Every night I made a lot of chips. I went to the Grosvenor Casino in front of the Tower – there are two casinos in Blackpool, The Tower and Grosvenor – and every night I went to the Grosvenor to play poker. There was a tournament there every night. I took all my money and spent it on poker tournaments. One night I remember I saw Simon Trumper on Late Night Poker. For me, it was crazy. I'm passionate about poker. When I saw that the English people put poker on TV, I was sick in my room. Wow! Poker on TV!

After two months, I decided to go back to France and do the first ever poker TV show there. So I found a channel, a good partner and I got some poker celebrities together. Poker wasn't really popular at the time in France.

When was this?

It was 2004. I took some celebrity friends, singers, actors, and I invited them to a poker party. We shot it and we put it on TV and it was a big success. We did around 50 or 60 programmes during those three years. After that, the poker industry changed a little bit; the law was a little more complicated so we stopped the programmes. That’s when I organised the Partouche Poker Tour. After a few years, I decided to leave Partouche because I was not on the same wavelength as the owners of the company. I was very, very disappointed about what happened last year with the guarantee because it was a great tournament – for me, the most beautiful tournament in the world. The area is so nice, the prize pool is big and Partouche hosted the players very well. It's like my baby! I created it.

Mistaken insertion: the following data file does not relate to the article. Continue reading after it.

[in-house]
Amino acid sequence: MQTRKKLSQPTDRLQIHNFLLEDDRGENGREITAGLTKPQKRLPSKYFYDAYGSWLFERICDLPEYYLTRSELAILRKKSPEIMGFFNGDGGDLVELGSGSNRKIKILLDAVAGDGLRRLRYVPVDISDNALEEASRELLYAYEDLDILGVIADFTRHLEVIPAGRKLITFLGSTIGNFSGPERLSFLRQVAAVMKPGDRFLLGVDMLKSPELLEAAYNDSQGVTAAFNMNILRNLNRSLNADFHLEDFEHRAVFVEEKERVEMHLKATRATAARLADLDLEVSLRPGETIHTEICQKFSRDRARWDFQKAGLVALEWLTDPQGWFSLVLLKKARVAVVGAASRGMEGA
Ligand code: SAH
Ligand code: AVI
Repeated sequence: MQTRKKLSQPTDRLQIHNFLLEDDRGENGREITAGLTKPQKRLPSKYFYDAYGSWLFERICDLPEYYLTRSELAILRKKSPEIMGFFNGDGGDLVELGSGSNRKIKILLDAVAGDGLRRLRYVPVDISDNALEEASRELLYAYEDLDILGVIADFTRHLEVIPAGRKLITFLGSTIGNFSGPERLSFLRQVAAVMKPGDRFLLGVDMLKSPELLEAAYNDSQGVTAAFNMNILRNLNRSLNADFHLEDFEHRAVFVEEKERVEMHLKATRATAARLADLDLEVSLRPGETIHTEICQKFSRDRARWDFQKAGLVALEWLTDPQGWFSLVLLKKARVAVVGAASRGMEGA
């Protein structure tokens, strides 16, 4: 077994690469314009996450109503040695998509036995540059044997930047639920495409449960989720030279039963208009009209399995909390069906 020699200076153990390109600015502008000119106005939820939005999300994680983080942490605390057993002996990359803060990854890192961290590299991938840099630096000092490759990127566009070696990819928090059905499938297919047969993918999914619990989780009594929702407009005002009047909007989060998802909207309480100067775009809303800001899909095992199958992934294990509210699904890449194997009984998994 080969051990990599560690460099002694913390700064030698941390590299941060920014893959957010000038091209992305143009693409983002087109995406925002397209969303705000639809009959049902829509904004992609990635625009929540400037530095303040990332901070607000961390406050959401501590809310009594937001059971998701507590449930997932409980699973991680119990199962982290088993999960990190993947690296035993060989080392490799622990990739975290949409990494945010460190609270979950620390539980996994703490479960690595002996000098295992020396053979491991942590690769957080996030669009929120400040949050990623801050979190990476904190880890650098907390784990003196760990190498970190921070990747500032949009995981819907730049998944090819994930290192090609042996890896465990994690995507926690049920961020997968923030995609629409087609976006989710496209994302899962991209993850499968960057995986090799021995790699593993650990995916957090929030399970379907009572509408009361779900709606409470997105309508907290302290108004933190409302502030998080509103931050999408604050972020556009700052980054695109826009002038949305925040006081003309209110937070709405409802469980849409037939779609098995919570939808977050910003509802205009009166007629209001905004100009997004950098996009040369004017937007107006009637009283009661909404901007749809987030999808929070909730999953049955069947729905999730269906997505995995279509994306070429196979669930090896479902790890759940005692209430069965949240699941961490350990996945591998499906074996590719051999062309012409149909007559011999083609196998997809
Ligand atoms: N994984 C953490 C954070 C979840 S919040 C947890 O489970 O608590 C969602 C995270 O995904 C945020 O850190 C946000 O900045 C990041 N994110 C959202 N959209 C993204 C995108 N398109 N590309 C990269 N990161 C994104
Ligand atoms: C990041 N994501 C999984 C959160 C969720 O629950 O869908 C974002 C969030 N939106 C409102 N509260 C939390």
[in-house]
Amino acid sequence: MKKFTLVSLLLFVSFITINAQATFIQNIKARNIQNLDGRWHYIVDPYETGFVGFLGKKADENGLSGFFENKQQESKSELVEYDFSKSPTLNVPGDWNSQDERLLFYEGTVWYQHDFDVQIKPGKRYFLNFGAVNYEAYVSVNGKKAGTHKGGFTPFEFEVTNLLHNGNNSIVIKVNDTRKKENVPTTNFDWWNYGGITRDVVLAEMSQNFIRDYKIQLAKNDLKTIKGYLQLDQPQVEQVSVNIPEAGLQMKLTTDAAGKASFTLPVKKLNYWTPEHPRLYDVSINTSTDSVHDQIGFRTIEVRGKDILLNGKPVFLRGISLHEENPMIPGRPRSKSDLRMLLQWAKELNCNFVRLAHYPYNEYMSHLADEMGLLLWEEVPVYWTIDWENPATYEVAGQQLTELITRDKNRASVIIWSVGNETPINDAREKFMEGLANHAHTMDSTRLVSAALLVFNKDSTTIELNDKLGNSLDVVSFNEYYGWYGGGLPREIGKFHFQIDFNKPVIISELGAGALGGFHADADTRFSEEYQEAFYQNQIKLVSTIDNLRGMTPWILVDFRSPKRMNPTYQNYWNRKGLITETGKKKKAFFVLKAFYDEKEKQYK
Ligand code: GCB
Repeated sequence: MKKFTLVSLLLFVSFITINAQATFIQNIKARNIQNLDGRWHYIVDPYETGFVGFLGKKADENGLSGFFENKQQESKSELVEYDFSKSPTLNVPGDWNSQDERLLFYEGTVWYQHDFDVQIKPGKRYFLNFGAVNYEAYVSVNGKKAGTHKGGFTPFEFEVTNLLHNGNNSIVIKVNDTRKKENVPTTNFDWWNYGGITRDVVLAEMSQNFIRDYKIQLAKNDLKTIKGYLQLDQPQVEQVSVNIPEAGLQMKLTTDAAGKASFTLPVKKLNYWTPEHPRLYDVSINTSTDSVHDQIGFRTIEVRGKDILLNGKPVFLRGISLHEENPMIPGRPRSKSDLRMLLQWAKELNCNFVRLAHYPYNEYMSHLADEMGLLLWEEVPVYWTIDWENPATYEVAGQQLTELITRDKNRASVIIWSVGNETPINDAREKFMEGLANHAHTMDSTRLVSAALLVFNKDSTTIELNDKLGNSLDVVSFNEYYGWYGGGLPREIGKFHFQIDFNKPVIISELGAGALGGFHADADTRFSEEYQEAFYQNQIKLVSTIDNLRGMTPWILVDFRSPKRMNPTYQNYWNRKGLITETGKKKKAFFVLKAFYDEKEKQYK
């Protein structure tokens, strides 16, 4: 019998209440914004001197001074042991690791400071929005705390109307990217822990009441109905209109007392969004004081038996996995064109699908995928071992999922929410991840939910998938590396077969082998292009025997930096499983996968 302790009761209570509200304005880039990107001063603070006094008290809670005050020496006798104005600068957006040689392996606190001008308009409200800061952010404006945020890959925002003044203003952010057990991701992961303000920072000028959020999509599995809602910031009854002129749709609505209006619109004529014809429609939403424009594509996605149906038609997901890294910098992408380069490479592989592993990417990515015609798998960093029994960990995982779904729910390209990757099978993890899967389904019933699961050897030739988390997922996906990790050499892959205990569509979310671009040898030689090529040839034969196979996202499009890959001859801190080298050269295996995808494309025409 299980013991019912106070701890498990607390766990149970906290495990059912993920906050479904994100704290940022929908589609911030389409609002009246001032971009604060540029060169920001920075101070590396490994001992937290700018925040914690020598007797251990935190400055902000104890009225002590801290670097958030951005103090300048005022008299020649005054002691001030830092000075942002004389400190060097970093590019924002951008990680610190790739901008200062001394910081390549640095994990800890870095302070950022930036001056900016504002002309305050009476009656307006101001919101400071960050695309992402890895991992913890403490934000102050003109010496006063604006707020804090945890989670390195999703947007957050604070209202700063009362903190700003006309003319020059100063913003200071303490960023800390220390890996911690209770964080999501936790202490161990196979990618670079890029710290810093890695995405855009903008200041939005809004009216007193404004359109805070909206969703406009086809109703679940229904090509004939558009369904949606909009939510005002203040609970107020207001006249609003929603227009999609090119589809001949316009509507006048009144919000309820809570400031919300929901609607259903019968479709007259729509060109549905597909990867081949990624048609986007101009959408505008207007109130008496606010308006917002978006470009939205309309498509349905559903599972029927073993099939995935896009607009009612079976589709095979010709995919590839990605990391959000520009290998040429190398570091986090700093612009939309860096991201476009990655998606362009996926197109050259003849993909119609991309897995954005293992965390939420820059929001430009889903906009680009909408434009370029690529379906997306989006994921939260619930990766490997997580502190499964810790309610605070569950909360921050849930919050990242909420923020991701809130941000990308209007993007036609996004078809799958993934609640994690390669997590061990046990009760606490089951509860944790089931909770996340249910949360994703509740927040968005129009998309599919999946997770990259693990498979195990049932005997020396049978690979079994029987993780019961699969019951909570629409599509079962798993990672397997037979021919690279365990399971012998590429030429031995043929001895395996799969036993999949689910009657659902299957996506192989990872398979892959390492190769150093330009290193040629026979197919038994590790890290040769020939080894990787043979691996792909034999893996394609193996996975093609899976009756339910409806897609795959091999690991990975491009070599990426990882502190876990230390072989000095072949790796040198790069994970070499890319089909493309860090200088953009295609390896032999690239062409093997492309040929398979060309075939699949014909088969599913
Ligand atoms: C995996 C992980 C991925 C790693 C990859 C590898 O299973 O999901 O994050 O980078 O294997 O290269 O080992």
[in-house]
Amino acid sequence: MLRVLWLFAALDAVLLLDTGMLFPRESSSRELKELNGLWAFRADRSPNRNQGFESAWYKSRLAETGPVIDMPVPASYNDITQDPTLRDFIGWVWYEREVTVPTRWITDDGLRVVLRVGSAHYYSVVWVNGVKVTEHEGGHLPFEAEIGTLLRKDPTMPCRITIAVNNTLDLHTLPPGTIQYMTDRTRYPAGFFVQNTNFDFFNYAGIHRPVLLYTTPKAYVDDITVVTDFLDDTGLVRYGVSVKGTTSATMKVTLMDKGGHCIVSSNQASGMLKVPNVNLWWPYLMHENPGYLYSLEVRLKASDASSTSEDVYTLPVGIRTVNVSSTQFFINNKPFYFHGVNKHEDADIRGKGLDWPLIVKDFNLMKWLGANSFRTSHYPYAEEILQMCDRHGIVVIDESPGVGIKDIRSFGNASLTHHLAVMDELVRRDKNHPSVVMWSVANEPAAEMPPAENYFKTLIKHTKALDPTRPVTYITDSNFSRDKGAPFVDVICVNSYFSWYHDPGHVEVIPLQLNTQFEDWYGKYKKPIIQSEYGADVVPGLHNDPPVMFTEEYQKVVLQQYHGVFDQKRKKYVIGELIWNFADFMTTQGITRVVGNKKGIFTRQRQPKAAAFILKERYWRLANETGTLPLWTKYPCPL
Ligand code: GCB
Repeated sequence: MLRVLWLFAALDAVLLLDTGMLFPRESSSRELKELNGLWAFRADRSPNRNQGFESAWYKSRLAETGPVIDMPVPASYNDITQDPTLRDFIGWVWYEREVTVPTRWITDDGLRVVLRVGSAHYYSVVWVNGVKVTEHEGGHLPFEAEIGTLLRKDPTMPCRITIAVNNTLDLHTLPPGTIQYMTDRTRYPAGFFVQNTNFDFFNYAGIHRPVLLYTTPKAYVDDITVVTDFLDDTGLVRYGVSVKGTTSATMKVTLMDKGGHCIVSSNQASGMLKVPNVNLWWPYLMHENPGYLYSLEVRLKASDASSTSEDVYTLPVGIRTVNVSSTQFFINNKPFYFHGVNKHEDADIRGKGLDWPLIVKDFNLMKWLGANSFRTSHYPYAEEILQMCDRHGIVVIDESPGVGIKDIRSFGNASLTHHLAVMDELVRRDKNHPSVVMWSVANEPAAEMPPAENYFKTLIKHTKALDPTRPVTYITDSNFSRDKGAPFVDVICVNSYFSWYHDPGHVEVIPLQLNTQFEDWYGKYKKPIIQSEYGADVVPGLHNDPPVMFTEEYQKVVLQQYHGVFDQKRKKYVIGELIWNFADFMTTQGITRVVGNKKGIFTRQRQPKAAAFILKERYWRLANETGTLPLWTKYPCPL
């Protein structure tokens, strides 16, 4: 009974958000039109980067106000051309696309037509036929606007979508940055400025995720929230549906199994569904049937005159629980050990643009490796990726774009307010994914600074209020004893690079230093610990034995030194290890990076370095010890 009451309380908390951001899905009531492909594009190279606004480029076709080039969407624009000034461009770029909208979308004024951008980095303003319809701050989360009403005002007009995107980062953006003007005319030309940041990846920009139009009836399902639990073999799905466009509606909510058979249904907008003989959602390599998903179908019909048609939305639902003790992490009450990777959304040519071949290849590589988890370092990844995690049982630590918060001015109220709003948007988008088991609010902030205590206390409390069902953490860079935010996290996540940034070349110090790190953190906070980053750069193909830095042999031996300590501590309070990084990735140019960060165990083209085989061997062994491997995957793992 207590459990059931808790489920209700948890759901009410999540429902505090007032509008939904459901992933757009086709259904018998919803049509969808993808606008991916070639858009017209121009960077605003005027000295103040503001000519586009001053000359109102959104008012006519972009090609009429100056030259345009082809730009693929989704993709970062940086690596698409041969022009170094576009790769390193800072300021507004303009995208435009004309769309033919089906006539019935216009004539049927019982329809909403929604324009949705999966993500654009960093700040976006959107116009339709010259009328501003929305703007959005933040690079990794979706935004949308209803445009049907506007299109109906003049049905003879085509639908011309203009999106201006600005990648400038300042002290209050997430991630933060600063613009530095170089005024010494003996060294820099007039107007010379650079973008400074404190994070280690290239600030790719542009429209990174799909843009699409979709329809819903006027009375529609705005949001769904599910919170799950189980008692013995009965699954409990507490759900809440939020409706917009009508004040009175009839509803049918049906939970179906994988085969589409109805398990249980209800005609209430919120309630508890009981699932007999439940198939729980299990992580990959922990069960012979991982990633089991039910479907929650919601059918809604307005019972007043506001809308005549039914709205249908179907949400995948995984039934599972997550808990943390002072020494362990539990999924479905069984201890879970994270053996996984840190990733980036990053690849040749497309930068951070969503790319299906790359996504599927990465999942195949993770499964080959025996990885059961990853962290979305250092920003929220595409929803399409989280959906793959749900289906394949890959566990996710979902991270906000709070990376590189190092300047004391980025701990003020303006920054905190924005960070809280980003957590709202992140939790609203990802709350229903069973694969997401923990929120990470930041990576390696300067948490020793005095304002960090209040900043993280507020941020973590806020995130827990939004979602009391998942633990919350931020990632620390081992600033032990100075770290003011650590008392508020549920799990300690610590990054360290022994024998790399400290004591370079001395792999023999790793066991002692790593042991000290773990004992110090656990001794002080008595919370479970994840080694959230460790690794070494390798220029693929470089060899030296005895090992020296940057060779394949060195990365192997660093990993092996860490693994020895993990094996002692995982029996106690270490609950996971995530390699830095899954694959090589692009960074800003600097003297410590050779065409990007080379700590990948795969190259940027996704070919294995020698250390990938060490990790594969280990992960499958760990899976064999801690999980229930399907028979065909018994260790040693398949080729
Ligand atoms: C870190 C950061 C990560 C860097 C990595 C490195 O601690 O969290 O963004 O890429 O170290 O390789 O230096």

Then, two years ago, I decided to begin a new project; one never seen before and much more innovative: the ISPT.